Benjamin Brenner, MD
Professor of Hematology
Caster Chair of Leukemia Research
Director, Thrombosis and Hemostasis Unit
Rambam Health Care Campus
Technion-Israel Institute of Technology
H&O What is the association between thrombophilia and pregnancy complications?
BB Recurrent miscarriage is a common disorder that affects 1–3% of women of reproductive age; the prevalence can be up to 5% for women with 2 pregnancy losses. In a majority of these women, however, especially in those with early pregnancy losses, the causative factors for pregnancy loss can include chromosomal aberration of the fetus; anatomic abnormalities of the uterus; endocrine disorders, such as hypothyroidism; infections; and hypercoagulable states, such as antiphospholipid syndrome and hereditary thrombophilia.
The association between antiphospholipid syndrome and pregnancy complications in general, and in recurrent miscarriage in particular, is known. This syndrome is defined by the presence of antiphospholipid, anti-lupus coagulant, anti-cardiolipin, and/or anti-beta-2-glycoprotein I antibodies, and by the presence of either pregnancy complications or thrombotic events in the venous or arterial system. For inherited thrombophilia, the association is relatively new because the more common thrombophilic disorders such as factor V Leiden mutation or prothrombin mutation were reported approximately 15 years ago.
Epidemiologic studies have largely demonstrated the association between hereditary thrombophilia and pregnancy complications, especially recurrent pregnancy loss after 10 weeks of gestation. However, it must be noted that not all studies demonstrated these associations; several other factors, such as ethnicity or geography, also affected results. For example, factor V Leiden and prothrombin mutation are more commonly found in the white population, but even in this population, there are differences. In the middle east, factor V Leiden is very common (approximately 10–15%), whereas in western Europe, the prevalence could be as low as approximately 2%.
As expected, in areas where inherited thrombophilia (factor V Leiden or prothrombin mutation) is more prevalent, there were more reported cases in which it was associated with pregnancy complications. In areas where thrombophilia is less common, its association with pregnancy complications was reported less often, which could also mean that the study was too small (ie, prevalence is low) to demonstrate or refute an association. It could also indicate that other mechanisms could be involved. However, it is generally understood that there is an association—not a strong one—but a valid one. Additionally, the association is stronger when the patient experiences miscarriages that are recurrent, frequent, and in the later stages of pregnancy.
H&O What do we know of the pathogenetic mechanism responsible for these associations?
BB The first thinking was that pregnancy at hypercoagulable states may fail, and if a woman could be hypercoagulable because she has thrombophilia (eg, factor V Leiden heterozygosity), she would have a 5- or 6-fold increase of thrombotic risk in the venous system, where the circulatory flow is slow, unlike the arterial system. As this phenomenon can be observed in the placental villi, it is possible that thrombotic events such as local thrombosis in the placenta could explain, in part, this association.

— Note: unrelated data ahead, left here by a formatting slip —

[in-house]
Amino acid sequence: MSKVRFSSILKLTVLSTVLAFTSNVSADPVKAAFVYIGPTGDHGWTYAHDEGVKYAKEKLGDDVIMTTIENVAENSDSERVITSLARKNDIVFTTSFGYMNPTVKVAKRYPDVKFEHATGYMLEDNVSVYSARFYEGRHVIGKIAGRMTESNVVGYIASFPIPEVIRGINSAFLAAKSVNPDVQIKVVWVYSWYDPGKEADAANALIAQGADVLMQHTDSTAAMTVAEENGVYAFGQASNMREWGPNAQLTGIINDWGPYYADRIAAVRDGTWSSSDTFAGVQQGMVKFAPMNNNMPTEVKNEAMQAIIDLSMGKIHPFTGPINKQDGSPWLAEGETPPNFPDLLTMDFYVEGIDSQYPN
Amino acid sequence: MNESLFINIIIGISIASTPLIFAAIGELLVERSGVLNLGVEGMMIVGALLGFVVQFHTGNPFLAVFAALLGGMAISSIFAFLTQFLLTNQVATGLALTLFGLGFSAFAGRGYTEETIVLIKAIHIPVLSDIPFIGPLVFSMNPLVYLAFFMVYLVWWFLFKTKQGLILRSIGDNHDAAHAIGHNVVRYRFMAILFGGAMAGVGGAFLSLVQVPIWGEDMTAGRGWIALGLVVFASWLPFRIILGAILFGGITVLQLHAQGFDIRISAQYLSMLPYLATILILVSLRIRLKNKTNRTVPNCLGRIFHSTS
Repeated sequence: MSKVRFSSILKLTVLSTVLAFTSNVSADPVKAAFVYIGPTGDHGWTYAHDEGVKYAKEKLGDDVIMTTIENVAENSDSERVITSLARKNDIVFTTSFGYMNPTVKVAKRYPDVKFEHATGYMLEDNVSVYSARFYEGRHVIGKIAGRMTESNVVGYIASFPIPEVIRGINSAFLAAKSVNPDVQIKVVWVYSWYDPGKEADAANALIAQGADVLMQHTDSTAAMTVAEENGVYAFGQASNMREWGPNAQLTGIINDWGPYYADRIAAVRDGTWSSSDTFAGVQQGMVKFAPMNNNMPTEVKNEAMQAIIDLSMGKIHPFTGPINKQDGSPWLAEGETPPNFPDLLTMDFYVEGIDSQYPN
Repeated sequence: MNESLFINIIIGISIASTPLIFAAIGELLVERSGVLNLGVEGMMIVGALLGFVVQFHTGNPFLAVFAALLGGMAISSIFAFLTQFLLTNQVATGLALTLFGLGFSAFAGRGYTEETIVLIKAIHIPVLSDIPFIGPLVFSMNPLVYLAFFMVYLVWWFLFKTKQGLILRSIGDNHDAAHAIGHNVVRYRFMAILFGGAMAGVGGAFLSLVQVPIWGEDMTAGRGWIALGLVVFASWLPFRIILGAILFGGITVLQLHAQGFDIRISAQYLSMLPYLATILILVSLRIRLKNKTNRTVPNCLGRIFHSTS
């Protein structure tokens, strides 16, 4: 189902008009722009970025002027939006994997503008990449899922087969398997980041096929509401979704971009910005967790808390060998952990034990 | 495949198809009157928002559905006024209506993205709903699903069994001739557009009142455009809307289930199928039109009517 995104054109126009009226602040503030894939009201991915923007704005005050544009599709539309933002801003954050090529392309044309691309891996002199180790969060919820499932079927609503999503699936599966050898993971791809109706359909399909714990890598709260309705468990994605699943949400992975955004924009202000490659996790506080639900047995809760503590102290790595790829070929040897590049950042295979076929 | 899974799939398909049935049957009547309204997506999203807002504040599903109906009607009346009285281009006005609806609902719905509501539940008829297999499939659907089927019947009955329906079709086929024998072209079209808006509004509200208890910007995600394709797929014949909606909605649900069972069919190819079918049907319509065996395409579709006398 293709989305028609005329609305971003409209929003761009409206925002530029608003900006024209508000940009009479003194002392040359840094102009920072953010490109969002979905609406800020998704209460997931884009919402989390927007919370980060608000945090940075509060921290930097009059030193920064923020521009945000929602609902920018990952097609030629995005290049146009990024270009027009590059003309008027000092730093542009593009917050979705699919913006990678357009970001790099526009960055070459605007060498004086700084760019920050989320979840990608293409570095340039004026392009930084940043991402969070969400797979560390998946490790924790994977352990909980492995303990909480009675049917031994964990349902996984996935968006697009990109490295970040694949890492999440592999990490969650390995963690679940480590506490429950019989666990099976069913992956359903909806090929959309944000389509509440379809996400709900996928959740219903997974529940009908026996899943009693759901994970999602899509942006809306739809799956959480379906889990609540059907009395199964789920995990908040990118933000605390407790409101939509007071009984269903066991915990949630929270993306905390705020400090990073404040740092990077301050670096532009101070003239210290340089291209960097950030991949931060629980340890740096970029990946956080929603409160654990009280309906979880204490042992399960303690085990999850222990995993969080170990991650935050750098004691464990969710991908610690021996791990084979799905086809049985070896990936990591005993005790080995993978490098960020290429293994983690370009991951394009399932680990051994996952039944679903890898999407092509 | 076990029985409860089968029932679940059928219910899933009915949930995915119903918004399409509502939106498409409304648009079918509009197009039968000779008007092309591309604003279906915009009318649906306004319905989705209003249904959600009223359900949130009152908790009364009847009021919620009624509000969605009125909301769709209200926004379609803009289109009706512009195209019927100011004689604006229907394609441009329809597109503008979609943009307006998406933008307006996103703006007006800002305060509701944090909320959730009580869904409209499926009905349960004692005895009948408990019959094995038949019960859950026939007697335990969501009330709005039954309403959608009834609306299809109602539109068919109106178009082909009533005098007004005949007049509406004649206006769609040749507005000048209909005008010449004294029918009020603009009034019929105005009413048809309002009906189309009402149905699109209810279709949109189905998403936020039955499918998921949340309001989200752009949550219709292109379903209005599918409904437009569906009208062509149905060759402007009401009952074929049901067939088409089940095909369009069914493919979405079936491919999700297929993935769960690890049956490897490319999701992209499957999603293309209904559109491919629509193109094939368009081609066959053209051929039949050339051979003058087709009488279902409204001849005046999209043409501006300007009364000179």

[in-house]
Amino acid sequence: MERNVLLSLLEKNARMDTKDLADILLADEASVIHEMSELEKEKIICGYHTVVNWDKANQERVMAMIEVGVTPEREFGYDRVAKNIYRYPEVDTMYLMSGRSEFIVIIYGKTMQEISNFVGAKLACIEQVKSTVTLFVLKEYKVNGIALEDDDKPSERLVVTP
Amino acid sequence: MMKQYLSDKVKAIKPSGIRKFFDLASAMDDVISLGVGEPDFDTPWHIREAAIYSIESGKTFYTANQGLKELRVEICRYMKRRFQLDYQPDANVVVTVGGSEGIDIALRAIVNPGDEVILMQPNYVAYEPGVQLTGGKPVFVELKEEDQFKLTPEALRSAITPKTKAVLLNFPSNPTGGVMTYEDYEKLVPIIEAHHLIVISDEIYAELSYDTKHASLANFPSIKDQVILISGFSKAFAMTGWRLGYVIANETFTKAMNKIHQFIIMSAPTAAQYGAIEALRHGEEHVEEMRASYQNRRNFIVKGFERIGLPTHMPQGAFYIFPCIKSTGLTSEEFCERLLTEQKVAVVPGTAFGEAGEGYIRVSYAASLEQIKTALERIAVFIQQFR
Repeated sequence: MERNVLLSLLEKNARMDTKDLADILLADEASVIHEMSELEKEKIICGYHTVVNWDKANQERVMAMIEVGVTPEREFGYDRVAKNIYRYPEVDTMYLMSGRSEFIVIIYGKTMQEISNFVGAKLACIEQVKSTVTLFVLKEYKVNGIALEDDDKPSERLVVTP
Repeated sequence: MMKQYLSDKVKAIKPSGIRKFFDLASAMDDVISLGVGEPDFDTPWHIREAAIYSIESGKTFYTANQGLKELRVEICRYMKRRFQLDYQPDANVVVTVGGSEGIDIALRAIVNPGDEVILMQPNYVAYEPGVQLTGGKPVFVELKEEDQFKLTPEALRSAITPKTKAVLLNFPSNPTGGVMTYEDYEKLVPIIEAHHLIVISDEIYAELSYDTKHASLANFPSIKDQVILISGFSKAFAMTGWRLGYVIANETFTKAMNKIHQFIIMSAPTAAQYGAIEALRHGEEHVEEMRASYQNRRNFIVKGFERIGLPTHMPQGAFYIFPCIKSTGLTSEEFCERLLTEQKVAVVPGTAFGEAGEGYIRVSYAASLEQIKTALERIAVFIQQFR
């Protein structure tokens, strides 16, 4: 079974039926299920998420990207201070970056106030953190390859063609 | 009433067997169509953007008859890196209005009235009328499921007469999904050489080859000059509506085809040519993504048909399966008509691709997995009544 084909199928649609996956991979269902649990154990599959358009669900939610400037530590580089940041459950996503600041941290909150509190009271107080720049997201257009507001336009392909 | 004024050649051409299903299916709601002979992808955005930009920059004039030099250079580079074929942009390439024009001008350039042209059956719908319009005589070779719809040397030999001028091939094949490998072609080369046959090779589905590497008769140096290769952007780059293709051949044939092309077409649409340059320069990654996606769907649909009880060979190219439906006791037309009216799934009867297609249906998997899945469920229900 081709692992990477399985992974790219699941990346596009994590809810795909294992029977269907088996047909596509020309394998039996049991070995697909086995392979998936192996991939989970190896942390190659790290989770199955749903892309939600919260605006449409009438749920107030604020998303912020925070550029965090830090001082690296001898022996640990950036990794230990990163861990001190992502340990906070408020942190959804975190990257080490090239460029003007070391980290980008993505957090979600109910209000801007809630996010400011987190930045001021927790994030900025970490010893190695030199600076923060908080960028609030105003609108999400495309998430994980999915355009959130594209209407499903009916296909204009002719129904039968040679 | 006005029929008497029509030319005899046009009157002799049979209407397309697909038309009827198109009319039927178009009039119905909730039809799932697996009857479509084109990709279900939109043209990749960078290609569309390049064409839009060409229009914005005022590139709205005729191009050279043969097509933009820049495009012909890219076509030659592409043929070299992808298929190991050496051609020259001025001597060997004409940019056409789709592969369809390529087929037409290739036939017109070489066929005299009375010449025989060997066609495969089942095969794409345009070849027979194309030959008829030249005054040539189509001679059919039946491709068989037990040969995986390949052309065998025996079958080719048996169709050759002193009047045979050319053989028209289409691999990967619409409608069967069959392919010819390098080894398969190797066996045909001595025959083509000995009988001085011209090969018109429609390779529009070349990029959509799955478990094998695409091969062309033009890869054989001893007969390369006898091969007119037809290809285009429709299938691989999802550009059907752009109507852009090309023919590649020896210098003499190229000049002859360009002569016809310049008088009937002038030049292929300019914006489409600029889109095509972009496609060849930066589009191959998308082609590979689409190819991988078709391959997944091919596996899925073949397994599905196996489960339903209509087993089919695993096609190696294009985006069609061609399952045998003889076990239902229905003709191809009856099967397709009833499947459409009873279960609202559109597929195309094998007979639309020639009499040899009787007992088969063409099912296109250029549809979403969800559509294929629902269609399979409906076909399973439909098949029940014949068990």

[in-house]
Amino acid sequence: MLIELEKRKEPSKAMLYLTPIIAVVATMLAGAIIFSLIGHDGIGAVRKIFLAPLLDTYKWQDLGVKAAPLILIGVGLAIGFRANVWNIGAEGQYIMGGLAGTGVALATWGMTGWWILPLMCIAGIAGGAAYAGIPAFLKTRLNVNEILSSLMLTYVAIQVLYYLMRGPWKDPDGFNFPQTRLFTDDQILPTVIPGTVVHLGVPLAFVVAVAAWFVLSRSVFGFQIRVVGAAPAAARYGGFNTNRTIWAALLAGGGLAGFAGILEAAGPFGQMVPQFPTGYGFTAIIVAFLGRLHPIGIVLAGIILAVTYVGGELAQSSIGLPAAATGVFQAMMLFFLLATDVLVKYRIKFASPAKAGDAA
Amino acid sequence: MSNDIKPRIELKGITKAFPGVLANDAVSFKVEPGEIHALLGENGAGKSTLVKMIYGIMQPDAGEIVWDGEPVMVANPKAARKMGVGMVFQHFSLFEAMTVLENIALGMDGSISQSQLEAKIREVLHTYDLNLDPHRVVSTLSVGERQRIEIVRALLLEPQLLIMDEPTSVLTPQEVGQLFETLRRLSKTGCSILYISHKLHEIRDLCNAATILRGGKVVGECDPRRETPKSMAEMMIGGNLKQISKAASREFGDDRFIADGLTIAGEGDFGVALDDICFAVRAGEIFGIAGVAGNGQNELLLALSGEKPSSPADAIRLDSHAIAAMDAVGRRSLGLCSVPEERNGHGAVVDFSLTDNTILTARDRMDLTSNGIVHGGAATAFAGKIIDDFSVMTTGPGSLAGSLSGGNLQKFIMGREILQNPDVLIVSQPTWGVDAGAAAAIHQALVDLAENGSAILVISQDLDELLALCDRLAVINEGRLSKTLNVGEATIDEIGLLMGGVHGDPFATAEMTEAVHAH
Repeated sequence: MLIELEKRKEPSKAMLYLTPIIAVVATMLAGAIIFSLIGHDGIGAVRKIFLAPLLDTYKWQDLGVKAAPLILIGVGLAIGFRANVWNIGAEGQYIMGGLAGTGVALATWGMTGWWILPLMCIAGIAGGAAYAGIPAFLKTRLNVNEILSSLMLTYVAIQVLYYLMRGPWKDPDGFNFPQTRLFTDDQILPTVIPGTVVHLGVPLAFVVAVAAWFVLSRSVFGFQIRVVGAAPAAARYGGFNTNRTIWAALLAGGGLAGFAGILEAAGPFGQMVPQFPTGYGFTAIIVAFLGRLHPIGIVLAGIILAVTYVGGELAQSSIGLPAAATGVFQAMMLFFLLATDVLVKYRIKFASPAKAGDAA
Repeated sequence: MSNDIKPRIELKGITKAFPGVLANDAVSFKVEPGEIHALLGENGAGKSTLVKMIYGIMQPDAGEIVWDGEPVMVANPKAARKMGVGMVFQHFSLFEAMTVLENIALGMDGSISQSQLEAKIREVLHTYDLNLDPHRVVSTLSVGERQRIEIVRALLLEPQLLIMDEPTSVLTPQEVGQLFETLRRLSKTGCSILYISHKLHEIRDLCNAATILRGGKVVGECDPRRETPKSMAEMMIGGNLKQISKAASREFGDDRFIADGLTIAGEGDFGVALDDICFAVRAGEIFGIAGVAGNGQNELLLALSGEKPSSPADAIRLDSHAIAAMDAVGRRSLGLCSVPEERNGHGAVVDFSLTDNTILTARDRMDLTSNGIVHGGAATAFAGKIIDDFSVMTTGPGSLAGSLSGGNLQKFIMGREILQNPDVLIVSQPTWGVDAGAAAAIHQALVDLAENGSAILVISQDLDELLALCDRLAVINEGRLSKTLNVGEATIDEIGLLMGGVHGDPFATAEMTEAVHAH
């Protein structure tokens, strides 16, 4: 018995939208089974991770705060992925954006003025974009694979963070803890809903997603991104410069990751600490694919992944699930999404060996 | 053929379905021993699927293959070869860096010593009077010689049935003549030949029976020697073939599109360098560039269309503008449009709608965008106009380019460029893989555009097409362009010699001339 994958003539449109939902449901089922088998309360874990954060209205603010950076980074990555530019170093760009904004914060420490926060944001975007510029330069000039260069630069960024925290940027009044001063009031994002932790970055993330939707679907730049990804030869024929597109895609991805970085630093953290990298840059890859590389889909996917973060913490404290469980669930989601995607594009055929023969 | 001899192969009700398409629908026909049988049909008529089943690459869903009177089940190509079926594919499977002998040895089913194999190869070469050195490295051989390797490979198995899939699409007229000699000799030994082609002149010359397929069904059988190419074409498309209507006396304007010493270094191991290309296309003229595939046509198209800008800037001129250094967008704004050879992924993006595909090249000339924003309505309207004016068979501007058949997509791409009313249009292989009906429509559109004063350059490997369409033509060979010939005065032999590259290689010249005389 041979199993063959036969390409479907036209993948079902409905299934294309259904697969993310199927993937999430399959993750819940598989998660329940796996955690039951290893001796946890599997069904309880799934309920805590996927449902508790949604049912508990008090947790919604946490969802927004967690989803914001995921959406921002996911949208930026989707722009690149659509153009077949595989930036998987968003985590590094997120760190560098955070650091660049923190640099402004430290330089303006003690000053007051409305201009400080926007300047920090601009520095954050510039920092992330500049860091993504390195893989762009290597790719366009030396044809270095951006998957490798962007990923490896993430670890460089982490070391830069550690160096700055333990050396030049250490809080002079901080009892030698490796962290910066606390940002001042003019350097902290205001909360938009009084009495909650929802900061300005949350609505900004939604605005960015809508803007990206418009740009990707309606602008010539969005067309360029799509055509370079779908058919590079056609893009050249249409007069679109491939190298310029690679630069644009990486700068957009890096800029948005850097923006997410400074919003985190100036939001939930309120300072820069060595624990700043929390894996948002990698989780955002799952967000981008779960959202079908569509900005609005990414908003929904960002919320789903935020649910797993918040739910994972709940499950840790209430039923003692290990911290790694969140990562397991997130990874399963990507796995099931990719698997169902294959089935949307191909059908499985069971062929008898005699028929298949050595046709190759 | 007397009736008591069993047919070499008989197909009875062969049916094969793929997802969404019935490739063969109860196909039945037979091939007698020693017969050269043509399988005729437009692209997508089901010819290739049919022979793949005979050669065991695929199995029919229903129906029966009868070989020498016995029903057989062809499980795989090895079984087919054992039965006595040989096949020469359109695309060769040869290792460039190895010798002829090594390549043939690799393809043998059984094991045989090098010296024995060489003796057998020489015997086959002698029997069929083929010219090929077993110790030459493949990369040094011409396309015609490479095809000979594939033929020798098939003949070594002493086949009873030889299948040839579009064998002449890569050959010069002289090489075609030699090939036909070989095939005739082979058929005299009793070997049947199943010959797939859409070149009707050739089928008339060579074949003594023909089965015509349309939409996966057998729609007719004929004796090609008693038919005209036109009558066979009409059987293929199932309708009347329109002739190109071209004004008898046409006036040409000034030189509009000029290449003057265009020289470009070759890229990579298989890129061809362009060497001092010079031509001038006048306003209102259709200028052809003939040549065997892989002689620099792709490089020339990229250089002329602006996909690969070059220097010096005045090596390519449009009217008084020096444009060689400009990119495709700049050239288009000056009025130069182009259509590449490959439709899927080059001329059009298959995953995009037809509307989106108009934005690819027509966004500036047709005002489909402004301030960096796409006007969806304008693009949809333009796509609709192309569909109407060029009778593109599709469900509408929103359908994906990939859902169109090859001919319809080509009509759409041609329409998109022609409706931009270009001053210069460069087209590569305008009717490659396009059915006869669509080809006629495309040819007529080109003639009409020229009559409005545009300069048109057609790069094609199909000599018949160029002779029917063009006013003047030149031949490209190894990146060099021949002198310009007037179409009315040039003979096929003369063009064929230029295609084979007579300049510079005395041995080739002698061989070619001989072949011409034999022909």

Later on, some other mechanisms have been suggested. Microparticles—cellular elements that are smaller than 1 micron, which bleb from cells—are thought to be involved with coagulation and inflammatory processes. This is a relatively new area of investigation, and there are several studies under way looking into it in various areas of medicine, including thrombosis and hemostasis. Our lab has also studied this in women with pregnancy complications.1
H&O What are the guidelines for screening pregnant women for thrombophilia?
BB In Israel, thrombophilic risk factors are very common. Factor V Leiden is found in approximately 5% of the Jewish population and up to 15% of the Arab population. Prothrombin mutation is also very common—5% in both these populations. Between these 2 thrombophilias, we are talking about 10–20% of women in the general population. Following our study that showed high prevalence of thrombophilia in women with recurrent pregnancy loss (of which the first was published in the late 1990s), we have demonstrated a 3-fold increase in the rate of thrombophilic risk factors in women with recurrent pregnancy loss compared to women with normal pregnancy. Therefore, because it is quite common, we look for thrombophilia in women who present with recurrent pregnancy loss. It is important to note that recurrent pregnancy loss is defined as follows: 3 or more losses in the third trimester, 2 or more losses in the second trimester, or at least 1 fetal death in the third trimester, which is after 26 weeks of gestation. Obviously, there is no consensus on this definition. Some people will say that 1 intrauterine fetal death after 20 weeks of gestation is a sufficient indication. Several investigators have started to look for thrombophilic risk factors after 2 losses before 20 weeks; I think that this is fine if the 2 losses are between 10 and 20 weeks. If the 2 losses are before 10 weeks, I would not advocate screening for thrombophilia because, as mentioned, many of the early losses are associated with chromosomal aberrations and other mechanisms.
H&O How does antithrombotic therapy affect those women with recurrent miscarriages?
BB If one looks at the general population, it is quite common to find thrombophilia. However, the majority of women with thrombophilia will not have pregnancy complications. These complications often recur in those who originally have this tendency. Therefore, the aim of studies was to intervene, with antithrombotic therapy, in women with a history of pregnancy complications.